Another nostalgic and tasty snack in the area can be found at Kwan Kee (Shop 10, 115-117 Fuk Wah St.). Their deceptively simple-looking sesame pudding hides nine layers of meticulously steamed sesame paste. They only sell a limited quantity a day, so they can sell out pretty quickly. In which case, other varieties of the pudding as well as their white sugar pudding are equally worth sampling.
If you’re on the hunt for the next best foodie find, Mott 32 in the basement of Central’s Standard Chartered Bank Building has been touted as a rising star in the Michelin crowd. The elegant interiors and well-executed menu has earned this restaurant some rave reviews. Among their consistently praised offerings are the crispy Peking duck and BBQ pork char siu.
HONG KONG’S HABERDASHERY
Apart from the theme parks, the food, and the harbour, tourists flock in Hong Kong for one reason –– shopping. A sale in Hong Kong is a guaranteed bargain, so long as you have a discerning eye and an awareness of the going rates of merchandise. Anything from high-end shopping (Harbour City) to bargain finds (Citygate and Festival Walk) can satisfy your shopping needs.
As mentioned, Sham Shui Po is shopping heaven with an old-school market environment––chaotic, crowded, and colourful. This is where you’ll find dirt cheap trinkets and retail bargains to take home to your family and friends. Fashion designers flock this place to buy wholesale fabric, but you can also score cheap electronics, suitcases, and vintage finds.
Soho at Central has long been known for being a hip location frequented by young professional, expats and tourists alike, but this popular location has continuously experienced transformation with the arrival of new and exciting shops. Well-reviewed food spots Yardbird and Little Bao are situated in this area. So like Sham Shui Po, this is a perfect location for shopping and dining. Check out PMQ for cool purchases – a product of further gentrification in the city. This former “Police Married Quarters” building has become a hub for creatives, using the space for art exhibits, events and stores of various persuasions. The unique selling point of this shopping haven is its focus on local and small-scale vendors composed of designers and artisans.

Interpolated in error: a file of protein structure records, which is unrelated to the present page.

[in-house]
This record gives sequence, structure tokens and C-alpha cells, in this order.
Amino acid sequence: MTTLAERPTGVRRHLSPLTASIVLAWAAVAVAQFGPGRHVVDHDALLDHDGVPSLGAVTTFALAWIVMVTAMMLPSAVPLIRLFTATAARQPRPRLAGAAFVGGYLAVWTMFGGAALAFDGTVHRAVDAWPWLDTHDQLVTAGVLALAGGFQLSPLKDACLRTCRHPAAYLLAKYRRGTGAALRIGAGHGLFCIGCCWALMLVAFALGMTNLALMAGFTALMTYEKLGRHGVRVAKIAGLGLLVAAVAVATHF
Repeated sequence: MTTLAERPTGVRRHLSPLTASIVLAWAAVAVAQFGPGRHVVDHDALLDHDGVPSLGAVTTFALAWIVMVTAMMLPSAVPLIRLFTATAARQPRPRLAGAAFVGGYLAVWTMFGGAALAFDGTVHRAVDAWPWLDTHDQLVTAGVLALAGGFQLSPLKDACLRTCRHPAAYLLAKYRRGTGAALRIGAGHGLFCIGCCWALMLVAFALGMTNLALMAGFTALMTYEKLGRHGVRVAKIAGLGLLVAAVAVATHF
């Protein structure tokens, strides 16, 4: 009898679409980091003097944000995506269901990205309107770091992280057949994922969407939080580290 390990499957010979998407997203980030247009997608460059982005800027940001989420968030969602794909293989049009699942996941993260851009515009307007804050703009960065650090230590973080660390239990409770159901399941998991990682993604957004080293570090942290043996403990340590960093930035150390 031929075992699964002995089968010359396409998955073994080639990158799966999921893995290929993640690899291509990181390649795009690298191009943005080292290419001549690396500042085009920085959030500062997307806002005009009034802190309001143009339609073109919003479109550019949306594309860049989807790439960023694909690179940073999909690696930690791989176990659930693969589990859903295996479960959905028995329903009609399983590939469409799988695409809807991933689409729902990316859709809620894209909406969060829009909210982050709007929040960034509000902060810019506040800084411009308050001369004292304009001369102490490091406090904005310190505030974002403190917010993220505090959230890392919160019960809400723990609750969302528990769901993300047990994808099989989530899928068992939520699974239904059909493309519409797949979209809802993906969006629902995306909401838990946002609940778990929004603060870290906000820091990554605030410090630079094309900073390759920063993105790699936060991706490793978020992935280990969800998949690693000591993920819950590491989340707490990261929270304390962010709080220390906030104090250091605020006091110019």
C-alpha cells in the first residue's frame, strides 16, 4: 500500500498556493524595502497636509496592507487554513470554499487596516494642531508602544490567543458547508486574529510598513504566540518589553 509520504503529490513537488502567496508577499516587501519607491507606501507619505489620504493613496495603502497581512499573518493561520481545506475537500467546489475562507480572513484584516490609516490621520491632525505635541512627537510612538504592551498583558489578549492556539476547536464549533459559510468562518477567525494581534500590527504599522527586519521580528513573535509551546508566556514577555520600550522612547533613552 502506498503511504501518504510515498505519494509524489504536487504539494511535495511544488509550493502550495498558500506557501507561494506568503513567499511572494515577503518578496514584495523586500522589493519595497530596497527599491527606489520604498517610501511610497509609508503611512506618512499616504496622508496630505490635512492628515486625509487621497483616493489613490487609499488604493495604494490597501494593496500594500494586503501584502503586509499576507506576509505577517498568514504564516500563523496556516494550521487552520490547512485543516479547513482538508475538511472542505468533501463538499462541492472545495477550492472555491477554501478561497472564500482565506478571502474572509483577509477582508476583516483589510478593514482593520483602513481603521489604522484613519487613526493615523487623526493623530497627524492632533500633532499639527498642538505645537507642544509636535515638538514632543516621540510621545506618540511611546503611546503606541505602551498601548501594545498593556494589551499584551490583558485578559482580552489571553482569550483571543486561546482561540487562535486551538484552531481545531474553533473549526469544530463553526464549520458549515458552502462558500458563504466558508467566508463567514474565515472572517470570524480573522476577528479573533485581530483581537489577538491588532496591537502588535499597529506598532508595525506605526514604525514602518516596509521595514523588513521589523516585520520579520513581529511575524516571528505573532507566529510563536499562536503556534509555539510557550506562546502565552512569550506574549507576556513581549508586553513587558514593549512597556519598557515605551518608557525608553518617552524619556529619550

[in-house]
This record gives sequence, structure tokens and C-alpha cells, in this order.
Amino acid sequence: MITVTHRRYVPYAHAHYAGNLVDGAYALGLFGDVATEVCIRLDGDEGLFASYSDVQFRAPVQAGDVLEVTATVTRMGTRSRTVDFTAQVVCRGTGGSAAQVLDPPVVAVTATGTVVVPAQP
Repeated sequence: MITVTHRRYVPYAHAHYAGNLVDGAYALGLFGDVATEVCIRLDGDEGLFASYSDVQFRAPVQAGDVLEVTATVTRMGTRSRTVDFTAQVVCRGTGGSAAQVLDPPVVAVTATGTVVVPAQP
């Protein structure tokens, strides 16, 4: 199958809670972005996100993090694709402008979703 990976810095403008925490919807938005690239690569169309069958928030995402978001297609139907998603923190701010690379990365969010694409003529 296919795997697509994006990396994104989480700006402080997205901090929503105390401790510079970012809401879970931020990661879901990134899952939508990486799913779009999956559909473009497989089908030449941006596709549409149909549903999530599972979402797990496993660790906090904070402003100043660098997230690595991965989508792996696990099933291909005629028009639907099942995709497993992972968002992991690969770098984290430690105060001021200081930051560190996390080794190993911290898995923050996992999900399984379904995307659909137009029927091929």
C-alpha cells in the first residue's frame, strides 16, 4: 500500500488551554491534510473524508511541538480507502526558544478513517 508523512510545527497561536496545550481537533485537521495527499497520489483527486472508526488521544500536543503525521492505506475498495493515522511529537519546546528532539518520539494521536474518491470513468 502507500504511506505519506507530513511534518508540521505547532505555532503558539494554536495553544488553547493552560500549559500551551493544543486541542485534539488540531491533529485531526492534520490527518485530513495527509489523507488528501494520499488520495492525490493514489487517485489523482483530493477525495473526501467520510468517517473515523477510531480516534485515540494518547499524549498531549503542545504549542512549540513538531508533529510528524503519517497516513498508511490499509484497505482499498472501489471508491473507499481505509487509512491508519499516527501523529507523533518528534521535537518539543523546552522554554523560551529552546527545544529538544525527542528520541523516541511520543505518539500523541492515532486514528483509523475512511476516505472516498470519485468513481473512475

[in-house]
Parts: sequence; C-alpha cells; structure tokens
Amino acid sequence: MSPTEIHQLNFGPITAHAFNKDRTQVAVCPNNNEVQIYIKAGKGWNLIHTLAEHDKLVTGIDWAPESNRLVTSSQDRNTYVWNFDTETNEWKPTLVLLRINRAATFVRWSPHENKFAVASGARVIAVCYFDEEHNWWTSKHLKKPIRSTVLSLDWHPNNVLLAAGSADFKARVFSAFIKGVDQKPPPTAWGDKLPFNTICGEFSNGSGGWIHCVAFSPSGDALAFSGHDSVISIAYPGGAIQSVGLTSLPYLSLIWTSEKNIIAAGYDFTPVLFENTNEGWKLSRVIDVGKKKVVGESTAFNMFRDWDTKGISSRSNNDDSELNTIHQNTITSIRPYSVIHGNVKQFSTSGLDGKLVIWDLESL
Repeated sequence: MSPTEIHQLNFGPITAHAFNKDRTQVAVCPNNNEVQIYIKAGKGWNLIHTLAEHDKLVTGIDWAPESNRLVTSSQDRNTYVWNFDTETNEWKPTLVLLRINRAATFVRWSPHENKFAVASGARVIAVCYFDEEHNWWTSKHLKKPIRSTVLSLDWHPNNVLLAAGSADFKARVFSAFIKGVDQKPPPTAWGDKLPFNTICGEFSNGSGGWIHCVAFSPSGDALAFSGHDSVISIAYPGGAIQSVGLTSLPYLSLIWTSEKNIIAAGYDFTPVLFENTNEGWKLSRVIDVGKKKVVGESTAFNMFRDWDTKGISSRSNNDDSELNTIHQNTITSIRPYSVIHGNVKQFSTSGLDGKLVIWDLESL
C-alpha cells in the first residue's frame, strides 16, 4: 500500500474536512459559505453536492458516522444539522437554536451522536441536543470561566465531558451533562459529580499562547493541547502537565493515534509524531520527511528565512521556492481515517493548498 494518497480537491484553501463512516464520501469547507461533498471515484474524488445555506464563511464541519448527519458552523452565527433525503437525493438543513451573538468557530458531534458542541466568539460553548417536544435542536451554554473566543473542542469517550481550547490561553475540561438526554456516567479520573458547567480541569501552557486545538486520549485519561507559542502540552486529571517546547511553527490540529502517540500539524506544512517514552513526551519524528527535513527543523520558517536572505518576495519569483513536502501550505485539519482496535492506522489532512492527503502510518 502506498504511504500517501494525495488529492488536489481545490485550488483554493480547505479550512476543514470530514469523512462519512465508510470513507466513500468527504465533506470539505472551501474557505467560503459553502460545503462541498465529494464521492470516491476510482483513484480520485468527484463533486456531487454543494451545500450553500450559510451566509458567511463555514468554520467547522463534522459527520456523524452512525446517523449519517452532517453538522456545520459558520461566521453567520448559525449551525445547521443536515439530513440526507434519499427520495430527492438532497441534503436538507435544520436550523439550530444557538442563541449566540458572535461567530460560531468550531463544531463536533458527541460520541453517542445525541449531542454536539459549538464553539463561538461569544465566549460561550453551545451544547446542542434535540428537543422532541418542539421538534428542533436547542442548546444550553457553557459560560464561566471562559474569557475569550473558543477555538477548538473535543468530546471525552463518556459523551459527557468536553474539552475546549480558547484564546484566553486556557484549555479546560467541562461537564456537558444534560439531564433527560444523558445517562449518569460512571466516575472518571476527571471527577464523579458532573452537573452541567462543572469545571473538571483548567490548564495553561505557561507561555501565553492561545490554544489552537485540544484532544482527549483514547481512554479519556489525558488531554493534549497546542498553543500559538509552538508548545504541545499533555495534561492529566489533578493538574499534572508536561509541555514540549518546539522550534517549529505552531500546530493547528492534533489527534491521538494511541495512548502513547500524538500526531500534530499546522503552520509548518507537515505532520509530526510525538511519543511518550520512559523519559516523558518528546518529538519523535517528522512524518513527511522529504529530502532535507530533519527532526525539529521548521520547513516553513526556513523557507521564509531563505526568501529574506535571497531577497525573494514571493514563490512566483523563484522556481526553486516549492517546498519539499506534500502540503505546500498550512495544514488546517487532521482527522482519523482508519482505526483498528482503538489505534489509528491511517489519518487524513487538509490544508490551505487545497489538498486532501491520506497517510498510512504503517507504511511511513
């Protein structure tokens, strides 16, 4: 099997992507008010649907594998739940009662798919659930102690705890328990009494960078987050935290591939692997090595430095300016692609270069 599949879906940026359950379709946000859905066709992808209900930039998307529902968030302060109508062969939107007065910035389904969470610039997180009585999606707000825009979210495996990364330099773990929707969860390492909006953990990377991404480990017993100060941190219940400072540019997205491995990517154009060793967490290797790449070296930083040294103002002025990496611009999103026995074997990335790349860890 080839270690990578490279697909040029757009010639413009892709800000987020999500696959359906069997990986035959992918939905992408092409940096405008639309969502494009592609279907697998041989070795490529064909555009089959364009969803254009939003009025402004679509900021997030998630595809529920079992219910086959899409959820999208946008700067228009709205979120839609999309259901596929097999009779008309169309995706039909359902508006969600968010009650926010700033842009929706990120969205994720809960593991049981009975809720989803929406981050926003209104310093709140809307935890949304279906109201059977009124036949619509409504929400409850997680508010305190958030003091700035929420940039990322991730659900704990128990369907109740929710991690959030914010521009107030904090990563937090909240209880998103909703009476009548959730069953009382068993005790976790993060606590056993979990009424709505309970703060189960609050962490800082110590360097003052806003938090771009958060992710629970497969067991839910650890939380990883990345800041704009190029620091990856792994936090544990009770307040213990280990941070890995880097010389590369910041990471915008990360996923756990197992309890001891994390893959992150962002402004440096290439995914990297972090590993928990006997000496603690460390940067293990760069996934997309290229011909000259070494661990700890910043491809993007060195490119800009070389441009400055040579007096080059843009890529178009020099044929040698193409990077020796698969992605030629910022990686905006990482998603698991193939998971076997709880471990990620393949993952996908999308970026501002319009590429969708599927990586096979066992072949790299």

During Chinese New Year, a specific area in the Kowloon peninsula experiences a boom in visitors. If you’re looking for some good fortune and attract good luck, Hong Kong’s biggest flower market in Mong Kok sells all manner of auspicious greeneries for shoppers to bring home as the new lunar cycle begins. In the midst of all the house plants, cheap flowers, and exotic blooms, you’ll also find Hong Kong’s secret oasis of fresh flowers that can last for three years! These ephemeral beauties perfectly encapsulates what a trip to Hong Kong feels like – lovely experiences and memories that you want to preserve for as long as possible.
Pro-tip: Hong Kong’s sale season happens during the months of July through August 31, right smack in the middle of summer season (May to October). Outside of this window, clothes and apparel shopping in Hong Kong can be quite pricey. This is the reason why people troop to this city to splurge on luxury items during sale season. However, if your main aim is to do the sights and sounds round, then better go during winter season (December to March) to avoid the hot and sticky summer. The downside, however, is that it can get pretty foggy during this season and you might miss out on witnessing the Victoria Harbour and the panoramic views of the city in its full glory.